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  • Commentary posted November 21, 2014 by Romina Boccia, Robert Rector Weakening an Asset Test Could Expand the Welfare State

    Before Congress recessed for the midterm elections, lawmakers announced plans to use the current lame-duck session to work on passing a bill called “The Achieving a Better Life Experience (ABLE) Act.” Supporters describe the bill as a way to eliminate “barriers to work and saving by preventing dollars saved through ABLE accounts from counting against an individual’s…

  • Issue Brief posted November 17, 2014 by Robert Rector How Welfare Undermines Marriage and What to Do About It

    Historically, marriage has played a critical role in the raising of children. In most cases, the economic benefits of marriage are substantial. Marriage among families with children is an extremely powerful factor in promoting economic self-sufficiency: the ability of families to support themselves above poverty without reliance on government means-tested welfare aid. The…

  • Backgrounder posted November 10, 2014 by Robert Rector, Romina Boccia How the ABLE Act Would Expand the Welfare State

    This summer, a 14-page bill with 379 co-sponsors (193 Republicans, 186 Democrats), which is little known outside the halls of Congress, was reported out of the House Ways and Means Committee.[1] The Achieving a Better Life Experience (ABLE) Act (H.R. 647) would establish tax-favored savings accounts, similar to “529” education savings accounts, for individuals with…

  • Commentary posted September 23, 2014 by Robert Rector The War on Poverty: 50 years of failure

    This year marks the 50th anniversary of President Lyndon B. Johnson's launch of the War on Poverty. In January 1964, Johnson declared "unconditional war on poverty in America." Since then, the taxpayers have spent $22 trillion on Johnson's war. Adjusted for inflation, that's three times the cost of all military wars since the American Revolution. Last year, government…

  • Commentary posted September 18, 2014 by Robert Rector Miscounting Poverty Again: The War On Poverty After Fifty Years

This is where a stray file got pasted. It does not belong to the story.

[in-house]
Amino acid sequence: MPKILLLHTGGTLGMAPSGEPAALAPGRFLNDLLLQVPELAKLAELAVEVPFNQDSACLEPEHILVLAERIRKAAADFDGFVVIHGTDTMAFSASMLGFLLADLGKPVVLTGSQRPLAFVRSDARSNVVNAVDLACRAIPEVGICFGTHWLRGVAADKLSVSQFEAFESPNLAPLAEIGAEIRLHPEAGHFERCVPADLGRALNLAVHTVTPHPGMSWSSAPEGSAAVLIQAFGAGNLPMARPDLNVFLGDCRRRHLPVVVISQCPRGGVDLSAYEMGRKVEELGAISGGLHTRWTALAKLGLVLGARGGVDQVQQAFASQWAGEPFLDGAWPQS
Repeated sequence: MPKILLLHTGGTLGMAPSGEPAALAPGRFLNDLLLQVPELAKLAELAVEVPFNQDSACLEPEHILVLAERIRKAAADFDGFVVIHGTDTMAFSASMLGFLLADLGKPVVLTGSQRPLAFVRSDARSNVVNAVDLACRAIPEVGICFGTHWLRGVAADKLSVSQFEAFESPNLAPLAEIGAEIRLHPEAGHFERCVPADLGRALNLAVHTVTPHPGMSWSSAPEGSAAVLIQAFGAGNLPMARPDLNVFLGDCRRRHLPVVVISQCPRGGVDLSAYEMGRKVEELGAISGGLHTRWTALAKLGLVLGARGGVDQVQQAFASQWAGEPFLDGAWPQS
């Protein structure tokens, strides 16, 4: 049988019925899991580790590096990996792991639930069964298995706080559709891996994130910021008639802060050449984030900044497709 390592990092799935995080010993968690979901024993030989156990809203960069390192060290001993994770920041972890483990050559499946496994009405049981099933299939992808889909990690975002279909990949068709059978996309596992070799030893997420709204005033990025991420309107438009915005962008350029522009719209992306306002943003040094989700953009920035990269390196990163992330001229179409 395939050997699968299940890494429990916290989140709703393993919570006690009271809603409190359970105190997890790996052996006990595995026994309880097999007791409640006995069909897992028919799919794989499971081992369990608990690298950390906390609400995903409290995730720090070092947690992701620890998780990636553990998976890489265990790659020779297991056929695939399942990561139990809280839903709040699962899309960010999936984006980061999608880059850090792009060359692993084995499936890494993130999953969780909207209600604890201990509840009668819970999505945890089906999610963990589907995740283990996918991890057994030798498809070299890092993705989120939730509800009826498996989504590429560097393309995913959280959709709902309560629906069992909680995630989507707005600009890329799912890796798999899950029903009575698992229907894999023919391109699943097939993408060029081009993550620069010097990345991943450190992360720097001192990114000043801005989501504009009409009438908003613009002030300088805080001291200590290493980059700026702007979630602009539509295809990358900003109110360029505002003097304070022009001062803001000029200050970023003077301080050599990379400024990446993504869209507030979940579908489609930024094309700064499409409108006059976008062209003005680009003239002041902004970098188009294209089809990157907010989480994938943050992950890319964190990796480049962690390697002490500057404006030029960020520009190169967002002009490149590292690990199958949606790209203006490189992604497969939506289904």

Today the U.S. Census Bureau released its annual poverty report. The report is noteworthy because this year is the 50th anniversary of President Johnson’s launch of the War on Poverty. But this morning, the Census Bureau reported that 14.5 percent of Americans were poor in 2013. This is essentially the same rate as in 1966, two years after the War on Poverty was…

  • Backgrounder posted September 15, 2014 by Robert Rector, Rachel Sheffield The War on Poverty After 50 Years

    This week, the U.S. Census Bureau is scheduled to release its annual poverty report. The report will be notable because this year marks the 50th anniversary of the launch of President Lyndon Johnson’s War on Poverty. In his January 1964 State of the Union address, Johnson proclaimed, “This administration today, here and now, declares unconditional war on poverty in…

  • Commentary posted August 6, 2014 by Robert Rector Welfare State Grows as Self-Sufficiency Declines

    For the past 50 years, the government's annual poverty rate has hardly changed at all. According to the U.S. Census Bureau, 15 percent of Americans still live in poverty, roughly the same rate as the mid-1960s when the War on Poverty was just starting. After adjusting for inflation, federal and state welfare spending today is 16 times greater than it was when President…

  • Commentary posted January 7, 2014 by Robert Rector How the War on Poverty Was Lost